TANF caseloads typically drop when the economy is strong. Between 2015 and 2018, the number of cases declined by a quarter, from roughly 3.2 million to 2.4 million, according to the U.S. Department of Health and Human Services. But analysts across the political spectrum say state policy changes have helped fuel the decrease.
Arizona, for example, in recent years has cut benefits, shortened time limits to 12 months (the shortest in the country), and imposed other eligibility restrictions. It had nearly $50 million in surplus TANF money in 2018, according to the Congressional Research Service.
LaDonna Pavetti, a vice president at the Center on Budget and Policy Priorities, a liberal-leaning Washington think tank, attributed Tennessee’s caseload reduction and TANF surplus to changes the state has made in recent years, such as tougher sanctions for families who don’t adhere to work requirements.
They made their sanctions more onerous and saw a big drop in their caseloads,” Pavetti said.
Analysts also note that states are spending less on cash assistance and diverting the money for other purposes, such as pre-kindergarten programs. Tennessee, for example, spends only 13% of its TANF money on basic assistance.
“States do not spend money on the purposes of welfare reform,” said Robert Rector, a senior research fellow at the Heritage Foundation, a conservative Washington think tank. He’d like to see states spend more on promoting marriage stability, a tenet of the 1996 welfare law.
Most states spend a little more than half of their combined federal and state TANF dollars on basic assistance for families with children, child care for low-income families and work-related activities, according to a February report by the Center on Budget and Policy Priorities.
A handful of states spend less than a quarter on those areas, the report found.
Money Out the Door
Though Tennessee has the largest surplus, other states also are holding back significant amounts of TANF money, according to the Congressional Research Service.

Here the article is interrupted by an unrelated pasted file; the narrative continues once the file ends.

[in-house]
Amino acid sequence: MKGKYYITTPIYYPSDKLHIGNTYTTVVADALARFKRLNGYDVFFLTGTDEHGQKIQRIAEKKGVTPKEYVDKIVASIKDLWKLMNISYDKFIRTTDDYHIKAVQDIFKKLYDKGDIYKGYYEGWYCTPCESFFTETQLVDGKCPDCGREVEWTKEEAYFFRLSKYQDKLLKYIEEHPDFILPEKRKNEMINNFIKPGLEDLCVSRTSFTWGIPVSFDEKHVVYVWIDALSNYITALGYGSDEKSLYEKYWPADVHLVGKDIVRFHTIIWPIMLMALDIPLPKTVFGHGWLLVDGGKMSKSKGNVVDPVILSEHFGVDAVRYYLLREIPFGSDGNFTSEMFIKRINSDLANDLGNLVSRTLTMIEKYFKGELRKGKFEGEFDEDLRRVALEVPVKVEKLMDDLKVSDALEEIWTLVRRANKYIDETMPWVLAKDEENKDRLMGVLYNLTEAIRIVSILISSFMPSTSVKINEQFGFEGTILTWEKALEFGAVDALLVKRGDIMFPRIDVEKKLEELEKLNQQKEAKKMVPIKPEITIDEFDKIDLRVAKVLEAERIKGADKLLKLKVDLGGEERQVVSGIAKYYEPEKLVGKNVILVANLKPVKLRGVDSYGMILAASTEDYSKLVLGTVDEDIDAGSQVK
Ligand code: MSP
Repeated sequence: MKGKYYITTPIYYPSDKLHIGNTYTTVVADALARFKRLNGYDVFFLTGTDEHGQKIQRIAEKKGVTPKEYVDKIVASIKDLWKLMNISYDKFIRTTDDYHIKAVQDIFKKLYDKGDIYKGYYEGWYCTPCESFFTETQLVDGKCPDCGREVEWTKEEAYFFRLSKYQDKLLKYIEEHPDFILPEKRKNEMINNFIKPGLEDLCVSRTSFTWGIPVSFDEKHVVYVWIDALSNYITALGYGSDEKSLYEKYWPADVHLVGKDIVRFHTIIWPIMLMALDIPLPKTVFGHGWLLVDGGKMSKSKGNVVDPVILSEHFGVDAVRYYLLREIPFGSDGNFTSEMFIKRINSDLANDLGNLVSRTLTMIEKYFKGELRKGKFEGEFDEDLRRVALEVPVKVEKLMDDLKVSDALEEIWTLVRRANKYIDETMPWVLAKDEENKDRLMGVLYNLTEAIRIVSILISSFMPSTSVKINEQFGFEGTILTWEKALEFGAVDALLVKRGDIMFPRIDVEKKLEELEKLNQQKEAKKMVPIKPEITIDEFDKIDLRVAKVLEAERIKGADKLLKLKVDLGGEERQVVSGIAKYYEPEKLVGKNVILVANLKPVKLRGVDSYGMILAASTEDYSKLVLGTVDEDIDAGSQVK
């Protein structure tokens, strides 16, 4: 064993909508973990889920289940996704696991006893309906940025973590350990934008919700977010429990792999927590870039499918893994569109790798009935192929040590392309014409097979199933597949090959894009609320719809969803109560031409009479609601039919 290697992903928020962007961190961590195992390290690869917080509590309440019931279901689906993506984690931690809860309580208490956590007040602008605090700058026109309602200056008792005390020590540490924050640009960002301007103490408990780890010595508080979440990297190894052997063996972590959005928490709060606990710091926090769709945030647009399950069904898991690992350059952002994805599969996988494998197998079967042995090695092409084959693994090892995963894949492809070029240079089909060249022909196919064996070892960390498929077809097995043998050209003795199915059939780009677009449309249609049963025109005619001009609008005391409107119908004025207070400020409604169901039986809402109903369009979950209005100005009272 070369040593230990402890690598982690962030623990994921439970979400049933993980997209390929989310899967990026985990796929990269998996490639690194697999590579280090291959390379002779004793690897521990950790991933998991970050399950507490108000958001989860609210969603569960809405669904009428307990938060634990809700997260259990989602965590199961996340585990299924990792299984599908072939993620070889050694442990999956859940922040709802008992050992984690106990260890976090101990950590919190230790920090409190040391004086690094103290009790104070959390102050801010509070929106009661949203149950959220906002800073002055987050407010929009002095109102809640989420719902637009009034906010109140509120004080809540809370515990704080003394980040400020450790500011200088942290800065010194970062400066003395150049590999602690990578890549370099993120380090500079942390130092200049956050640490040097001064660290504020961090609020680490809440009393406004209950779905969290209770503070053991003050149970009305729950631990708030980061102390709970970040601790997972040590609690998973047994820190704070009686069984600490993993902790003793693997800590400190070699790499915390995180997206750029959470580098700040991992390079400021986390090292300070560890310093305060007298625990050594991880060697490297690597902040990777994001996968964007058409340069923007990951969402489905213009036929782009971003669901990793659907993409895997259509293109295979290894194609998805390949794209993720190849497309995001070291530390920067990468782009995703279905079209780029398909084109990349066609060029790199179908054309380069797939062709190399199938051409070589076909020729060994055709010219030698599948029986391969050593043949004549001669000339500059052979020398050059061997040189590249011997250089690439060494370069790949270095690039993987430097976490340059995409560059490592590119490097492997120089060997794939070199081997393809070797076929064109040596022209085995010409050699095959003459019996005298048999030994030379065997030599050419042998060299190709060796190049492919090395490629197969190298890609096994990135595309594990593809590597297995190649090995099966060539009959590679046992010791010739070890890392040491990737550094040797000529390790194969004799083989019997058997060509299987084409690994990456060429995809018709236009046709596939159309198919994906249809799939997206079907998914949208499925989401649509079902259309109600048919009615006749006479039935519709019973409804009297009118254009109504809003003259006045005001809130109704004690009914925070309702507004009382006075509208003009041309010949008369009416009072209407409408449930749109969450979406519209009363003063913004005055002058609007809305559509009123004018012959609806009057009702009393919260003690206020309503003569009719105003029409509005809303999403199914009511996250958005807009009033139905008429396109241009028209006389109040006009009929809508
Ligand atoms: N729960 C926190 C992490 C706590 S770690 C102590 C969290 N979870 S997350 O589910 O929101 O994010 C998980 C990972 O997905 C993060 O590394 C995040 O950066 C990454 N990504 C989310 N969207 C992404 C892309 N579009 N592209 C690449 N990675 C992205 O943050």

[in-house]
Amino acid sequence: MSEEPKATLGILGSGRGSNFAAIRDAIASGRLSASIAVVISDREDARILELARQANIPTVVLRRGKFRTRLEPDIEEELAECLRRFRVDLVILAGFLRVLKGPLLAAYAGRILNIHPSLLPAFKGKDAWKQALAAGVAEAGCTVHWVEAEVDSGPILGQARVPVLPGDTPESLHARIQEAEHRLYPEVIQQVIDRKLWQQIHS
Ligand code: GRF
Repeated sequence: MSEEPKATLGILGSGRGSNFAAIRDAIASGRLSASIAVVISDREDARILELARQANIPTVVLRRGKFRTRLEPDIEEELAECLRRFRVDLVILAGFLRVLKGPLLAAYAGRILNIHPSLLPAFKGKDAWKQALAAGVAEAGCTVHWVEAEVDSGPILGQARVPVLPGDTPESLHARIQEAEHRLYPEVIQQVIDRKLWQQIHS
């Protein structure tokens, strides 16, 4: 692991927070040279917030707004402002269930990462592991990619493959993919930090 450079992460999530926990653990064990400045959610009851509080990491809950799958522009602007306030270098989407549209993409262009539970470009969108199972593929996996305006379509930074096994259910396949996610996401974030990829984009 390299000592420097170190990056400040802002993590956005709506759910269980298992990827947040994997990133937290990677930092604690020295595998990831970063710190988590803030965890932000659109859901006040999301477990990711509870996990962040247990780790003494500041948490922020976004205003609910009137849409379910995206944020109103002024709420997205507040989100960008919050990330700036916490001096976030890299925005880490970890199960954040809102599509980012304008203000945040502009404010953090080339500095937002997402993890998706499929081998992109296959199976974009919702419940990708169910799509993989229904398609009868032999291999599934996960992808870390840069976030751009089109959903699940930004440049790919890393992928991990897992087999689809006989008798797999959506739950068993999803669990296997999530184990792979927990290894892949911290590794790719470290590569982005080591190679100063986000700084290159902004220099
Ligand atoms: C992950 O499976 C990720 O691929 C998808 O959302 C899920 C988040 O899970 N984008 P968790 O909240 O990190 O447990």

In 2018, Hawaii had $281 million in unspent TANF money and Pennsylvania was sitting on more than $431 million. In contrast, California, Illinois and Massachusetts were among the states with a zero balance.
I’m concerned the reserve is larger than it needs to be,” said Scott Nakasone, assistant division administrator for the Hawaii Department of Human Services. “I do worry that if we don’t spend it, then our clients aren’t benefiting from it. We definitely need to make changes to get that money out the door.”
Hawaii is looking for ways to spend down its reserve, including increasing the amount of cash assistance that low-income families receive, Nakasone said.
California, which has one of the highest child poverty rates in the nation, at 18%, receives about $3.5 billion in federal TANF dollars each year.
The state focuses its spending on programs designed to reduce parental dependency on government benefits, such as child care assistance and job training, said Pete Cervinka, chief deputy director at California’s Department of Social Services. “All of our funds are fully committed each year. We’re pretty proud of our TANF program.”
Tennessee should spend down much of its reserve and keep about $210 million for a rainy day, said Stephanie Whitt, the Beacon Center’s executive vice president and the author of the report.
That way, Whitt said, the state can “really focus on getting people back to work while there are still jobs available … there’s no time to do it like when you’re in a good economy.”
Review and download the most recent version of the Congressional Research Service's report on the TANF program: